How is Tanzania fairing in the sustainable bond market?

What you need to know:

  • More education and the right policy support from regulatory authorities will continue to put Tanzania on the global map of the sustainable bond market.

 By Grace Mponeja

In my previous article, I defined Sustainable Finance and explained how sustainable bonds are positively impacting our societies and environment. For context, sustainable bonds in the article entailed the use of proceeds bonds (green, social, and sustainability bonds), sustainability-linked bonds and transition bonds. Key question that emerged at the end of the article was, “how is Tanzania doing in this sustainable bond market?” This article will unpack the current situation in the country and its future potential to tap into this market.

In February 2022, the Capital Markets and Securities Authority (CMSA) approved issuance of the NMB Jasiri Bond – the first social bond in the country and sub-Saharan Africa targeting to advance gender equality and economic empowerment for women. The bond was oversubscribed by 197 percent, attracting capital from both local and foreign investors. This has greatly elevated Tanzania to become among the few elite markets in the world to have a gender bond issued and listed.

The country continues to make good progress in this space as the Dar es Salaam Stock Exchange (DSE), in March 2022, released guidelines for issuance, listing, and reporting of sustainable bonds making it the fourth in Africa behind Kenya, South Africa and Nigeria to have national guidelines for these bonds.

Additionally, as the government embarks on its Alternative Project Financing (APF) strategy for the national Five-Year Development Plan (FYDP) III 2021-2026, we expect to see more of these sustainable bond issuances with a prospective one being the Tanga Urban Water Supply and Sanitation Authority (Tanga Uwasa) Green Municipal Bond that is expected to be issued later this year.

Other issuances that potential issuers in the country such as banks, corporates, state-owned enterprises (SOEs), and sub-nationals may consider include:

• Green bonds: to finance projects such as renewable energy (e.g., wind and solar power plants), waste-to-energy plants, wastewater treatment, green buildings, and climate-smart agriculture such as agroforestry.

• Blue bonds: to support the country’s blue economy in aquaculture projects such as fish farming, seaweed farming, and seashore tourism.

• Social bonds: for projects such as low-cost housing, micro and SME financing, expansion of health care infrastructure, and affordable higher education student loans.

As the growth of the sustainable bond market keeps gaining momentum globally, below are some recommendations that may ensure Tanzania continues to establish a solid foothold in this space.

Capacity building

A series of stakeholders’ trainings and workshops on Sustainable Finance that cut across issuers, investors, all capital markets advisors, and regulatory bodies are crucial for the development of the sustainable bond market in Tanzania. This will not only build capacity for the market players with regards to having the technical knowledge of issuing these bonds, but also allow them to understand wider climate and social risks and opportunities, and thus integrate ESG factors into their policies and business decisions. Readiness of all stakeholders in the bond market will ultimately lead to an increase in issuances of sustainable labelled bonds.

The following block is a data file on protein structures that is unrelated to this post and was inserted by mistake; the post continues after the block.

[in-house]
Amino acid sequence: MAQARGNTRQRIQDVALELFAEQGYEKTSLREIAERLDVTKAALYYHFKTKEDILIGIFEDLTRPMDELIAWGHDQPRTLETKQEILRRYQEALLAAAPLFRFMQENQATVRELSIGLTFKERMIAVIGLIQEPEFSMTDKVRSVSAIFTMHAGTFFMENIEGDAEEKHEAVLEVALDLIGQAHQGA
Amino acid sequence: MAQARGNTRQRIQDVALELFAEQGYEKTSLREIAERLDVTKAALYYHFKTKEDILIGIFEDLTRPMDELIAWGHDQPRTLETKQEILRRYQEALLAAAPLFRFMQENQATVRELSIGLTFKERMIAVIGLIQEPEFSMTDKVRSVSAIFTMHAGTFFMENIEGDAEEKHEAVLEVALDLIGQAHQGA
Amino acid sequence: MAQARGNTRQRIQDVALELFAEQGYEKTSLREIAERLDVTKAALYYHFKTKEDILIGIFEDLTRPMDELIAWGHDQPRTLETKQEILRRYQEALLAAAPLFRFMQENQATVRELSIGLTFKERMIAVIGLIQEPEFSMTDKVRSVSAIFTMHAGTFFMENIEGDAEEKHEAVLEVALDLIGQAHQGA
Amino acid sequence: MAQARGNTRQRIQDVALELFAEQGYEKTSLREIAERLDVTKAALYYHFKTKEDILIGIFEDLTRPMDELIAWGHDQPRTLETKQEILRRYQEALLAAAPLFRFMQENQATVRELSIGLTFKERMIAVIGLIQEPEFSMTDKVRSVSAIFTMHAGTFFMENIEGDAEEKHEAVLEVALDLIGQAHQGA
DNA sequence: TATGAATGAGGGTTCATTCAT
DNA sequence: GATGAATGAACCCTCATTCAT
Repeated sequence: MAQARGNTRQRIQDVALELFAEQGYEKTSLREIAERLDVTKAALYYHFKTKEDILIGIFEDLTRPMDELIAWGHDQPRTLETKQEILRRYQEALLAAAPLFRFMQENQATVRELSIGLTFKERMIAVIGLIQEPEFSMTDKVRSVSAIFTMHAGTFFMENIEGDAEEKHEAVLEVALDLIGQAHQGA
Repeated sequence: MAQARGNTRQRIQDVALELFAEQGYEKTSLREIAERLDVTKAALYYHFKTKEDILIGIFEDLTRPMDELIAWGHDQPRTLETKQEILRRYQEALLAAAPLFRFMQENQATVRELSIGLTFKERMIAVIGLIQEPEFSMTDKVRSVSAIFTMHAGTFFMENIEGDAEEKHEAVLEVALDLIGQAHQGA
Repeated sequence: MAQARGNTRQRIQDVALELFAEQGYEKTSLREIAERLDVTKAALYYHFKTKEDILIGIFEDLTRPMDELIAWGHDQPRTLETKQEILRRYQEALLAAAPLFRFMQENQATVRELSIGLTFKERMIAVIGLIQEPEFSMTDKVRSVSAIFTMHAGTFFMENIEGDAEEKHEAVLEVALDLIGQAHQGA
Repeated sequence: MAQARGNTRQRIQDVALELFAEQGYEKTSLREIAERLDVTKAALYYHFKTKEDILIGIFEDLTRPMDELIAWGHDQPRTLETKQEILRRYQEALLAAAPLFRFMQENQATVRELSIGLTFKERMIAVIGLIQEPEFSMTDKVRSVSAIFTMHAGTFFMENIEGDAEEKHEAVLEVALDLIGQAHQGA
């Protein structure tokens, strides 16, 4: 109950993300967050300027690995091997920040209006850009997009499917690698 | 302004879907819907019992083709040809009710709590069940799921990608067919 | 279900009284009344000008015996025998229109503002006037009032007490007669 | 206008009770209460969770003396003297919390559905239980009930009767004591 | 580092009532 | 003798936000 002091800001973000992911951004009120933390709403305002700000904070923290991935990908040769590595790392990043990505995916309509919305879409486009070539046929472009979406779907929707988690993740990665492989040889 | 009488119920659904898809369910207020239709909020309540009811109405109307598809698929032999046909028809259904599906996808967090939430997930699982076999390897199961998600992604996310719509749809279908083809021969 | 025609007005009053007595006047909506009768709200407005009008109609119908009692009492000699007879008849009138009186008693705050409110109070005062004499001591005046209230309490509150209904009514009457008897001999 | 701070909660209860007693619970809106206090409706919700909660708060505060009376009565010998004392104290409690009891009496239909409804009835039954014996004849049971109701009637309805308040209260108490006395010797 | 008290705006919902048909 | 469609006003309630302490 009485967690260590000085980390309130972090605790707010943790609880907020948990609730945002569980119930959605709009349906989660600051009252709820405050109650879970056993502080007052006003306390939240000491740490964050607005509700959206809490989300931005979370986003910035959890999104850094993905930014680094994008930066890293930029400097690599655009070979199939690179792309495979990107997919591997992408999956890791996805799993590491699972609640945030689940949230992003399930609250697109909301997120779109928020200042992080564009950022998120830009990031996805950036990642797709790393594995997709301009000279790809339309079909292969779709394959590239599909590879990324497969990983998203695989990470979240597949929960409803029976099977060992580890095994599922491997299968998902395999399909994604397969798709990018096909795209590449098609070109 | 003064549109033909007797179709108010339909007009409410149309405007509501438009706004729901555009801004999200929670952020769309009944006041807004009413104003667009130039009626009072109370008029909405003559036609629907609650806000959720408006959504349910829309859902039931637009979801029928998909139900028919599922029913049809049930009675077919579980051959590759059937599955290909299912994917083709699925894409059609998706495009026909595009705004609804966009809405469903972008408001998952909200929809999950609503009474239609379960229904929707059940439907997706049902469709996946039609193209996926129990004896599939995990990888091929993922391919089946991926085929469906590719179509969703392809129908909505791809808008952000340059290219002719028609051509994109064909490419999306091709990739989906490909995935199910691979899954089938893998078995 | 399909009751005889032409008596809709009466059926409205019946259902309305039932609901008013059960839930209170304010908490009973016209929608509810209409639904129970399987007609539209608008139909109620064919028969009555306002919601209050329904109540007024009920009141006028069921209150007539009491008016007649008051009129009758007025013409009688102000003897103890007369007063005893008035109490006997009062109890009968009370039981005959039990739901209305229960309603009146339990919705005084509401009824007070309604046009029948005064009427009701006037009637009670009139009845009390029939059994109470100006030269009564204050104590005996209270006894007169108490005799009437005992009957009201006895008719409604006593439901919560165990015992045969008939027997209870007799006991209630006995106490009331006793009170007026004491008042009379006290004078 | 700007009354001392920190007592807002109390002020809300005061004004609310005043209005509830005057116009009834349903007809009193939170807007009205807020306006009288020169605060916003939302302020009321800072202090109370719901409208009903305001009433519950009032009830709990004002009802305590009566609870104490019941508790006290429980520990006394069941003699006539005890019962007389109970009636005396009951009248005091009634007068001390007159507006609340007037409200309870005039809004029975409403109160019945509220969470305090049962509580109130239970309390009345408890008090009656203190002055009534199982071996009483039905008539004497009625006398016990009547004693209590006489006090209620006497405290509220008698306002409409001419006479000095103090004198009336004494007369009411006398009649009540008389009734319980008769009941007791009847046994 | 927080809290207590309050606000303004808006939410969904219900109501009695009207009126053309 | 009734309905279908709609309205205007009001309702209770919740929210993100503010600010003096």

Reduction of capital charges on sustainable assets

The central bank may consider reducing credit risk weights on eligible green and social loans that are funded by proceeds from sustainable bonds. This will incentivize more banks to issue green, social and sustainability bonds and channel their proceeds to such assets so as to improve their capital adequacy ratios while tackling social and environmental issues.

Fiscal and monetary policy incentives

Monetary policy incentives such as Statutory Minimum Reserve (SMR) rate adjustment for sustainable bonds proceeds may sensitize more bond issuances as this will mean more liquidity for the issuer (bank) to finance environmental and social projects.

Moreover, fiscal incentives such as withholding tax (WHT) exemption on sustainable bonds will stimulate more investor demand and eventually more issuances.

Dedicated listing segment for sustainable bonds

The DSE may also consider having a dedicated segment to list sustainable bonds in the exchange. This will give the bonds enhanced visibility and allow investors to easily discover and invest in instruments addressing environmental and social issues.

In conclusion, sustainable finance will keep on playing a significant role in building more carbon-neutral, climate resilient and inclusive sustainable economies; driven by demands from regulatory and industry bodies, investors, shareholders, and, of course, clients. To remain relevant as well as competitive, corporates and financial institutions need to be engaged with sustainable finance. One way is through an active participation in the debt capital markets through issuances of and investments in sustainable fixed income instruments. More education and the right policy support from regulatory authorities will continue to put Tanzania on the global map of the sustainable bond market.

Grace Mponeja is a Senior Trader, Treasury Analytics & Capital Management at NMB Bank Plc. The views aexpressed are solely her own and do not necessarily represent those of NMB Bank Plc.

Disclaimer: The statements, views and opinions expressed in this column are solely those of the author and do not necessarily represent those of The Citizen.